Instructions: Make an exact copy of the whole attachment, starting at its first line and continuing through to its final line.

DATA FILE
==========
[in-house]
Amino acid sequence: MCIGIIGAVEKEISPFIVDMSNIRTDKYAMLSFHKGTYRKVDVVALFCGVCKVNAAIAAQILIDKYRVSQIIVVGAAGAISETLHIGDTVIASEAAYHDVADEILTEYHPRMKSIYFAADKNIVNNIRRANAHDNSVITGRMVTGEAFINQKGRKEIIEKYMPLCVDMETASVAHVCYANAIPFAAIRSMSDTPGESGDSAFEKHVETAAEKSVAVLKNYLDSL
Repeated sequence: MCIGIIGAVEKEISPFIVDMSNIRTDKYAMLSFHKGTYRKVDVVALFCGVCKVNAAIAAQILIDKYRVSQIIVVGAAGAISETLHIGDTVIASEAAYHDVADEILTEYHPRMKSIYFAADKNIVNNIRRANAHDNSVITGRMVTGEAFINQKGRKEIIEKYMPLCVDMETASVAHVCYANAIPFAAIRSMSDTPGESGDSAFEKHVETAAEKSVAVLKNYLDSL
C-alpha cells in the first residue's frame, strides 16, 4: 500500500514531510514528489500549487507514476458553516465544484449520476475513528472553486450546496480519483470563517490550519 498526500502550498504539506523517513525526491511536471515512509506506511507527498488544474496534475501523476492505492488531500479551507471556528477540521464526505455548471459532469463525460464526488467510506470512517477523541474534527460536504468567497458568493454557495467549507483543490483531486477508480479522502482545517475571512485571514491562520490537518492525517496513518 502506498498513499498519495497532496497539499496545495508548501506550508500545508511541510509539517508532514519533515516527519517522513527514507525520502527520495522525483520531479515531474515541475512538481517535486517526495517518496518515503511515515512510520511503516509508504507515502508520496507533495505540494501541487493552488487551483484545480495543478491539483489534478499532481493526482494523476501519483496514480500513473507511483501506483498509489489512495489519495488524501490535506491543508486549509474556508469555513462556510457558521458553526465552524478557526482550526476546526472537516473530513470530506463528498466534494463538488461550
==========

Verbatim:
[in-house]
Amino acid sequence: MCIGIIGAVEKEISPFIVDMSNIRTDKYAMLSFHKGTYRKVDVVALFCGVCKVNAAIAAQILIDKYRVSQIIVVGAAGAISETLHIGDTVIASEAAYHDVADEILTEYHPRMKSIYFAADKNIVNNIRRANAHDNSVITGRMVTGEAFINQKGRKEIIEKYMPLCVDMETASVAHVCYANAIPFAAIRSMSDTPGESGDSAFEKHVETAAEKSVAVLKNYLDSL
Repeated sequence: MCIGIIGAVEKEISPFIVDMSNIRTDKYAMLSFHKGTYRKVDVVALFCGVCKVNAAIAAQILIDKYRVSQIIVVGAAGAISETLHIGDTVIASEAAYHDVADEILTEYHPRMKSIYFAADKNIVNNIRRANAHDNSVITGRMVTGEAFINQKGRKEIIEKYMPLCVDMETASVAHVCYANAIPFAAIRSMSDTPGESGDSAFEKHVETAAEKSVAVLKNYLDSL
C-alpha cells in the first residue's frame, strides 16, 4: 500500500514531510514528489500549487507514476458553516465544484449520476475513528472553486450546496480519483470563517490550519 498526500502550498504539506523517513525526491511536471515512509506506511507527498488544474496534475501523476492505492488531500479551507471556528477540521464526505455548471459532469463525460464526488467510506470512517477523541474534527460536504468567497458568493454557495467549507483543490483531486477508480479522502482545517475571512485571514491562520490537518492525517496513518 502506498498513499498519495497532496497539499496545495508548501506550508500545508511541510509539517508532514519533515516527519517522513527514507525520502527520495522525483520531479515531474515541475512538481517535486517526495517518496518515503511515515512510520511503516509508504507515502508520496507533495505540494501541487493552488487551483484545480495543478491539483489534478499532481493526482494523476501519483496514480500513473507511483501506483498509489489512495489519495488524501490535506491543508486549509474556508469555513462556510457558521458553526465552524478557526482550526476546526472537516473530513470530506463528498466534494463538488461550